The clock in the north wing of the Palace of Westminster is known as “Big Ben” (a reference to the Great Bell in the tower above it), and people frequently apply the nickname to both the clock and the tower itself. The official name of the tower in which Big Ben is located is known as the Clock Tower, and in 2012, the name was changed to Elizabeth Tower to commemorate the Diamond Jubilee of Queen Elizabeth II, who ruled the United Kingdom from 2012 to 2017.
This Neo-Gothic style building was designed by Augustus Pugin, who employed architectural influences such as the gothic. As the largest and most accurate four-faced striking and chiming clock in the world was completed in 1859, this was the largest and most accurate striking and chiming clock in the world. The tower stands at a height of 316 feet (96 m), and it consists of 334 steps from ground level to the belfry. It is square with a base measuring 40 feet (12 m) on each side. The dials on the clock are 6.9 meters (22.5 feet) in diameter.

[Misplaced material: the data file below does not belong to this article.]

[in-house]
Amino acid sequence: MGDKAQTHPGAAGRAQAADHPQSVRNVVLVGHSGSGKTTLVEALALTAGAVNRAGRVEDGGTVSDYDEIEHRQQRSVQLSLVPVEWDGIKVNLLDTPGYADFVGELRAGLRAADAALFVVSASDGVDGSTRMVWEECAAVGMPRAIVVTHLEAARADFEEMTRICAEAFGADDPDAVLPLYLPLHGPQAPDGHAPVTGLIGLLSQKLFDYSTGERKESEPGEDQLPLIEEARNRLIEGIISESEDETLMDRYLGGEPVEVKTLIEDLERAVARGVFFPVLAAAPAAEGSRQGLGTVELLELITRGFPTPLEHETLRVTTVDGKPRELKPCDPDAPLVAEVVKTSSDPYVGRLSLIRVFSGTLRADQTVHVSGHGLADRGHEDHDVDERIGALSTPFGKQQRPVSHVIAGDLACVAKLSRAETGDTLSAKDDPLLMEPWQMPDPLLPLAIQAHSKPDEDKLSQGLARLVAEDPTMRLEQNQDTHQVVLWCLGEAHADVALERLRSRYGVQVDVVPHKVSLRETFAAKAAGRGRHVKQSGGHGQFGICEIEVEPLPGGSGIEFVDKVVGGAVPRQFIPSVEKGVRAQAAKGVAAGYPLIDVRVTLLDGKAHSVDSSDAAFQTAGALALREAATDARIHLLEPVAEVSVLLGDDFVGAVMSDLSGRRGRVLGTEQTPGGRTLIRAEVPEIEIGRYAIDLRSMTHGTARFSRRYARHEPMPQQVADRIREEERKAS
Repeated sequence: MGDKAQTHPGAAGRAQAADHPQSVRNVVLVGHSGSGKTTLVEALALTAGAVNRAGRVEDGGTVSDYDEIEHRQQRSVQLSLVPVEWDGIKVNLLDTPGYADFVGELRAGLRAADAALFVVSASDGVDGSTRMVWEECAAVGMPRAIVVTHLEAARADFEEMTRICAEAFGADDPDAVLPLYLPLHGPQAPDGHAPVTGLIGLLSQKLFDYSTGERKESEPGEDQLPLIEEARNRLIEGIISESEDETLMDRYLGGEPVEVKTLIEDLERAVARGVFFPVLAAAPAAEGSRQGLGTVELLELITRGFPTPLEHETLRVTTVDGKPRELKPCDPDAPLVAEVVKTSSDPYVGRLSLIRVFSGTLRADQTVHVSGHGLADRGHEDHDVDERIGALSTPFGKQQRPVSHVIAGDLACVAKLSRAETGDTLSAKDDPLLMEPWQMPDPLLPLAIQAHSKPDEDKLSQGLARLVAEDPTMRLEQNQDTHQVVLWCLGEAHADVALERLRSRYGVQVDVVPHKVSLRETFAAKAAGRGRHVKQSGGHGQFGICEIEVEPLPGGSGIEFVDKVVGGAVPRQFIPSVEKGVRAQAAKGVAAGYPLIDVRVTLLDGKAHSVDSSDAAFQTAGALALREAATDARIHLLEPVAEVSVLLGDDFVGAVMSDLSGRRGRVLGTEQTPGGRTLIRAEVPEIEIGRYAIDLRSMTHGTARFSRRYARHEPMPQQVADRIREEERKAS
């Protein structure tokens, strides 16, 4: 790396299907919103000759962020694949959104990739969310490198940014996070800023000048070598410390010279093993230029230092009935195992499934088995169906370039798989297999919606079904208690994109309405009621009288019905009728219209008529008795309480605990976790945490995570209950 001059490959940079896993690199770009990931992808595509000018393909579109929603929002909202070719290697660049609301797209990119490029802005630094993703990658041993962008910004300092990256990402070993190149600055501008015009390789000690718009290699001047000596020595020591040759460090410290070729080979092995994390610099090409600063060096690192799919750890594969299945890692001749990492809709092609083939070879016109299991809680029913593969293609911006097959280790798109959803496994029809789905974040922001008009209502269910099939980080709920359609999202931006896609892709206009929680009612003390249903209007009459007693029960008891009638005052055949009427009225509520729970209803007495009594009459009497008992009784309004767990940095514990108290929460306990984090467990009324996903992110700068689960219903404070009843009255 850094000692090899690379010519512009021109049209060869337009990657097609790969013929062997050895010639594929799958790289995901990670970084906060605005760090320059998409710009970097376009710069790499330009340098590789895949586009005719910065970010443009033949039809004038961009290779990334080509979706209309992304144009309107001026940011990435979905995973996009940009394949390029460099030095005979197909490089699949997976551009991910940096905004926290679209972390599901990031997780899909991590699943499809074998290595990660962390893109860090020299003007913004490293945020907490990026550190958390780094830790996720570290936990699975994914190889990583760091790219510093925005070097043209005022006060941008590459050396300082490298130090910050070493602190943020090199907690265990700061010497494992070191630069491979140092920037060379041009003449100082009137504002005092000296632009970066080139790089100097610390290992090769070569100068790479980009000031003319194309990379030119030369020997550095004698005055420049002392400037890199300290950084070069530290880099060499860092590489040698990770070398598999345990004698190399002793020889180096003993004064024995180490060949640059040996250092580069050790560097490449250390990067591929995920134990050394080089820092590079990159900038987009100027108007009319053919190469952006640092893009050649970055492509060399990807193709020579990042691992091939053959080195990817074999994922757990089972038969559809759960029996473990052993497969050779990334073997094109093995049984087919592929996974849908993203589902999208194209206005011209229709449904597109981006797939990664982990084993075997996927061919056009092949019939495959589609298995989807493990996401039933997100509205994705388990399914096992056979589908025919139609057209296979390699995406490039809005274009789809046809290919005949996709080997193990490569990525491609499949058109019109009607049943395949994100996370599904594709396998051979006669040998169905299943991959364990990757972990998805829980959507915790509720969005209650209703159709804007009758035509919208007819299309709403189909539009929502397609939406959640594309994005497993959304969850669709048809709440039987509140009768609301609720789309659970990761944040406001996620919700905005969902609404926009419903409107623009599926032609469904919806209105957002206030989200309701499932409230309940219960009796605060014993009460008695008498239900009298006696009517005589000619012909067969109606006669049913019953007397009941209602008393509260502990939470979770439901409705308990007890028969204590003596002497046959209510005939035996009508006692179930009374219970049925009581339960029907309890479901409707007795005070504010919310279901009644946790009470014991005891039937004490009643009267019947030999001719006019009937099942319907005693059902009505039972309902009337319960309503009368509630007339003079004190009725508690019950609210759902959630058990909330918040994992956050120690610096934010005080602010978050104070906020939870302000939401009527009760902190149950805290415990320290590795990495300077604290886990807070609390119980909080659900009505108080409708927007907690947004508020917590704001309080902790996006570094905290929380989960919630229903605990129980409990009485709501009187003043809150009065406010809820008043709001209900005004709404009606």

Shields showing the symbols of all four nations of the UK, each with a rose for England, a thistle for Scotland, a shamrock for Northern Ireland, and a leek for Wales, are displayed on the tower. Tens of thousands of people were on hand to celebrate the tower’s 150th anniversary on 31 May 2009.
In popular culture, the clock has become a popular symbol of the United Kingdom, and especially in the visual media. A common method of indicating a country location for a television or film producer is to have a black cab in the foreground of a scene as well as a red double-decker bus, as used in the opening credits of the hit British television show “Downton Abbey.”
Today, Big Ben is one of the most recognisible landmar of both London and United Kingdom.